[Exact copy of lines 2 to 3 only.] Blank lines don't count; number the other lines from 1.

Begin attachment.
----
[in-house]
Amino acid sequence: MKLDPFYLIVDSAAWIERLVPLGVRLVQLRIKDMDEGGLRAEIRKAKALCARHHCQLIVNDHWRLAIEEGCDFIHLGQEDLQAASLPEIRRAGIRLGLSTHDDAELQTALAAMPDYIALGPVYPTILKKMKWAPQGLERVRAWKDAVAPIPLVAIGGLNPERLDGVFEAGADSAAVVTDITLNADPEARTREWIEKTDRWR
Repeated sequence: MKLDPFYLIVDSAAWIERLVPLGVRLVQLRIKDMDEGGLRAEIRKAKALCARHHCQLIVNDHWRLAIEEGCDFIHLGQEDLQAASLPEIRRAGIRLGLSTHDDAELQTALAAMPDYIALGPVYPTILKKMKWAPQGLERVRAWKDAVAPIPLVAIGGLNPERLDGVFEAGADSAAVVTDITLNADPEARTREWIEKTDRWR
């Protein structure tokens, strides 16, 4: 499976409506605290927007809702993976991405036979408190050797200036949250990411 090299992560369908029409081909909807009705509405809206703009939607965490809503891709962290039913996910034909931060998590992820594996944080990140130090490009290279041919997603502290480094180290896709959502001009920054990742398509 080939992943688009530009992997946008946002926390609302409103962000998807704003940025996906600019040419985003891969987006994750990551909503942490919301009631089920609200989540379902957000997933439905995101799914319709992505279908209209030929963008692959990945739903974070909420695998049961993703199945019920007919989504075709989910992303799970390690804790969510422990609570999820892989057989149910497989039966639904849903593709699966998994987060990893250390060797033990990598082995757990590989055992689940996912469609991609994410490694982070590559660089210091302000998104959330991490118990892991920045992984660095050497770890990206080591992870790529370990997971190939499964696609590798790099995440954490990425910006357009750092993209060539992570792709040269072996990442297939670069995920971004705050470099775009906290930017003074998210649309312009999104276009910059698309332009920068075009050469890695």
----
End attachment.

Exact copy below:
Amino acid sequence: MKLDPFYLIVDSAAWIERLVPLGVRLVQLRIKDMDEGGLRAEIRKAKALCARHHCQLIVNDHWRLAIEEGCDFIHLGQEDLQAASLPEIRRAGIRLGLSTHDDAELQTALAAMPDYIALGPVYPTILKKMKWAPQGLERVRAWKDAVAPIPLVAIGGLNPERLDGVFEAGADSAAVVTDITLNADPEARTREWIEKTDRWR
Repeated sequence: MKLDPFYLIVDSAAWIERLVPLGVRLVQLRIKDMDEGGLRAEIRKAKALCARHHCQLIVNDHWRLAIEEGCDFIHLGQEDLQAASLPEIRRAGIRLGLSTHDDAELQTALAAMPDYIALGPVYPTILKKMKWAPQGLERVRAWKDAVAPIPLVAIGGLNPERLDGVFEAGADSAAVVTDITLNADPEARTREWIEKTDRWR